Few scientists have had a greater impact on promulgating earthquake awareness and education in developing nations than Susan Hough. She has tirelessly enriched cooperative projects between the United States and local scientists in Kashmir, Pakistan, Haiti, Nepal, and, most recently, Myanmar—nations reeling from the trauma of recent devastating earthquakes or from political upheavals and uncertainties. Through workshops and training sessions in these countries, her collaborative projects have empowered local scientists to engage in earthquake activities ranging from running their own seismic networks to assessing seismic hazard and reporting scientific results. As part of these programs she has also enriched the experience of foreign scientists by inviting them to participate in visits to scientific establishments and professional meetings here in the United States.
Sue has also authored five books about earthquake science for the general public, several of which have been translated into foreign languages. In her books, not only does Sue distill complex scientific information in a clear and intelligible form for the general public, but she layers it with history, context, and color—and her excitement for the scientific enterprise is contagious throughout.
Perhaps more than anything, her eagerness to promote capacity building has been undertaken with a selfless determination and a complete absence of ego. In many countries, she has found herself disarming local officials with gentle persuasion and demonstrating by example that women in science are first and foremost scientists, able to contribute with equal integrity to pushing forward the frontiers of knowledge.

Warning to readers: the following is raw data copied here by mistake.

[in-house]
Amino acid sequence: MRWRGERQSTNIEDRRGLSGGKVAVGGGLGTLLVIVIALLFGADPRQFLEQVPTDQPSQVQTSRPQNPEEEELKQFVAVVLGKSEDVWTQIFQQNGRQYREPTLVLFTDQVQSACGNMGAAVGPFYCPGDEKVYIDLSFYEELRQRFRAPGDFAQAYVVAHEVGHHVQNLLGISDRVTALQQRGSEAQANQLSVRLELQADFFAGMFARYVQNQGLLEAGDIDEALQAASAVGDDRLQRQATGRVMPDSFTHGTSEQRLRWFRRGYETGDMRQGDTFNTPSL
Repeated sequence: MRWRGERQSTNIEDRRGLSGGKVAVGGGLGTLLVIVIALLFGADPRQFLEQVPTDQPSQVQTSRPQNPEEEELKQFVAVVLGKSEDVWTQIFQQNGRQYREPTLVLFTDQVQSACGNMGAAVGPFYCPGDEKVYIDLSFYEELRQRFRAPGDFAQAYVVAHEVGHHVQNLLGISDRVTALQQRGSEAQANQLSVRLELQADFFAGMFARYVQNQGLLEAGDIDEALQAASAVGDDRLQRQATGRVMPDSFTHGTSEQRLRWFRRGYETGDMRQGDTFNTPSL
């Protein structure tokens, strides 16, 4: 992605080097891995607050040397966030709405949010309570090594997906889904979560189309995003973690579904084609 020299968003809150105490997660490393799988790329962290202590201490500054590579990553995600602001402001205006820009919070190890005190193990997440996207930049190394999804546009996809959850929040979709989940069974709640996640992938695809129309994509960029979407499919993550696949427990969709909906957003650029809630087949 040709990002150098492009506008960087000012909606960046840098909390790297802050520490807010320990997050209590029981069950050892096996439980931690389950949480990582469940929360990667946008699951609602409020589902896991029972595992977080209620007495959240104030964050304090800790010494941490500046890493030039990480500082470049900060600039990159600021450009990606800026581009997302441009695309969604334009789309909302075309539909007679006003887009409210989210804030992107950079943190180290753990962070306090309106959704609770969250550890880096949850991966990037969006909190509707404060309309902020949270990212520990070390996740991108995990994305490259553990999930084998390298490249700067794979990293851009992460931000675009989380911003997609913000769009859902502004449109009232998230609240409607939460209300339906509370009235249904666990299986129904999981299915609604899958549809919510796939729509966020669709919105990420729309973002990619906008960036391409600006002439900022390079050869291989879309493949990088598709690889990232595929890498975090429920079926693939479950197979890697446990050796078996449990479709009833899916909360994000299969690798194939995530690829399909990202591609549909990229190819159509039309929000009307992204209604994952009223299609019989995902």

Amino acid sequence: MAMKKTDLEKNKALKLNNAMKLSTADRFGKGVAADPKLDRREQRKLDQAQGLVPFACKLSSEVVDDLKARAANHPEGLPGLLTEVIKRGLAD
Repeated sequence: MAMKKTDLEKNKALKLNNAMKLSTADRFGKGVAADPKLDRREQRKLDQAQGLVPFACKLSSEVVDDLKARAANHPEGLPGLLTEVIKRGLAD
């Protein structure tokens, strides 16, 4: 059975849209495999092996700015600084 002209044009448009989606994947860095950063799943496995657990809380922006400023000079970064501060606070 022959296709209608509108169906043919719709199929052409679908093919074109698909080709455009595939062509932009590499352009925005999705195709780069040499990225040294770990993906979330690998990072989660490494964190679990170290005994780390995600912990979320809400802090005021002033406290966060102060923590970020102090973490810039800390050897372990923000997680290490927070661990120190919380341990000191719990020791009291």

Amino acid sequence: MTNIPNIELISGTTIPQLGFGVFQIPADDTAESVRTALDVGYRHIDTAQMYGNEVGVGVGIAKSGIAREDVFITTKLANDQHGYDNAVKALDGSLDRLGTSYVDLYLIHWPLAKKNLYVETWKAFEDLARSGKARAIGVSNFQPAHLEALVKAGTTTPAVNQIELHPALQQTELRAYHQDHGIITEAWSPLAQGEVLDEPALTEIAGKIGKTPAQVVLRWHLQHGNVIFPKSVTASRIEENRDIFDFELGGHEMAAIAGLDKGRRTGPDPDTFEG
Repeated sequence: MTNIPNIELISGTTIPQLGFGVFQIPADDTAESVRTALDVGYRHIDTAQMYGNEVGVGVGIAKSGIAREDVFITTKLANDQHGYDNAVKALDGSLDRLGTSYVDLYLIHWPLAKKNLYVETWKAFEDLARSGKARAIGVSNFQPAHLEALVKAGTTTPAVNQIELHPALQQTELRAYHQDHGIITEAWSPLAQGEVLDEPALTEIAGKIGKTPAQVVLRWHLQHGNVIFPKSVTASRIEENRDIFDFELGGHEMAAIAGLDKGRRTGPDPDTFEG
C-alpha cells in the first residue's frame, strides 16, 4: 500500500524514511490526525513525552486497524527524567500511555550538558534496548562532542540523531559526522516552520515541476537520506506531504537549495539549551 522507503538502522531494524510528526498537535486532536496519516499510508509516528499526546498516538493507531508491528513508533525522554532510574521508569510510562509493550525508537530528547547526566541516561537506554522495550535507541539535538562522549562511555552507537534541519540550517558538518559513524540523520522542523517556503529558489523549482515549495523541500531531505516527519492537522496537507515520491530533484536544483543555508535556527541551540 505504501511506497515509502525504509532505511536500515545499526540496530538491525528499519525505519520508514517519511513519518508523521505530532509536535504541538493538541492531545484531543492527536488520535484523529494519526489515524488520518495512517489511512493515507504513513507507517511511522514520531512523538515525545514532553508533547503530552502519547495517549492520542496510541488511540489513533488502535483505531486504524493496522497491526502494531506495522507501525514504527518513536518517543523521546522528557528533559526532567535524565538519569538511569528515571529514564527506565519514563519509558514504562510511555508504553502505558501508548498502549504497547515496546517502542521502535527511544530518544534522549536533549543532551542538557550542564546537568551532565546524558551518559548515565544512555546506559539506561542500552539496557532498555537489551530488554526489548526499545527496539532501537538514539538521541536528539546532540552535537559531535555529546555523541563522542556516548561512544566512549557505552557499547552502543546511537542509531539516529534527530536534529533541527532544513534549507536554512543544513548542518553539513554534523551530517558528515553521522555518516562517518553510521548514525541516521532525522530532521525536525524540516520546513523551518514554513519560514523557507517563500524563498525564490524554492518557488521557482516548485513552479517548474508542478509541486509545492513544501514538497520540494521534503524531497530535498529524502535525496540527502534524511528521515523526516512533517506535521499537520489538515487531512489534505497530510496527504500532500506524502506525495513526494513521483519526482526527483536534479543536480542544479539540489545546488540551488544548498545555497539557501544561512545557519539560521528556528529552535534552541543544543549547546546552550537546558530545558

As an AGU Fellow with over 150 publications to date, Susan Hough is the rare combination of a top-caliber scientist who has also contributed immensely to hazard preparedness and resilience in developing countries. We are pleased to present her with AGU’s International Award.
—Roger Bilham, University of Colorado Boulder
I am honored and humbled to receive this award. Thank you so much, Roger, Morgan, and the others who wrote letters of support and, of course, AGU.
I would also need to acknowledge colleagues who have been vital contributors to Team USGS over the years: Irving Flores, Jason De Cristofaro, Emily Wolin, Dan McNamara, and Nicholas van der Elst, as well as Roger Bilham, who has made some contributions himself in an international arena. And none of my international work would have been possible without the support for the U.S. Agency for International Development, Office of U.S. Foreign Disaster Assistance, which understands the critical importance of long-term risk mitigation, and the dedicated professionals at the U.S. Department of State.
But let’s talk about capacity development. Capacity development is only ever possible when there are existing capacities to be developed. One thing I have learned over the years is there are existing capacities in every country that faces earthquake hazard. It has been the privilege of a lifetime to work with and get to know students and professionals in the countries where I have worked: Myanmar, Nepal, Haiti, India, and Pakistan. I have been awed on a regular basis by the dedication, energy, and talents of partners who face enormous challenges on a daily basis. I’ve told the story of the day I landed in the mother of all traffic jams in Haiti—an adventure I will never forget—and the realization that hit me later, that my epic experience was just one more chaotic day in a lifetime of chaotic days for Haitians, who face daily life with a resilience and resourcefulness beyond what outsiders ever see. There is a hunger for training and resources in so many parts of the world where dedicated professionals and students understand the hazard and yearn to make their countries safer. As scientists we know that Earth science is a global science. But where capacity development is concerned, thinking globally requires acting locally, doing everything we can to strengthen existing local capacities. I accept this award on behalf of the professionals at institutions that continue to do the heavy lifting with risk reduction in their respective countries: the Myanmar Department of Meteorology and Hydrology, the Nepali Department of Mines and Geology and National Society for Earthquake Technology, the Haitian Bureau des Mines et de l’Energie and Université d’État d’Haïti, and others.
Thank you again.
—Susan Hough, University of Arizona, Tucson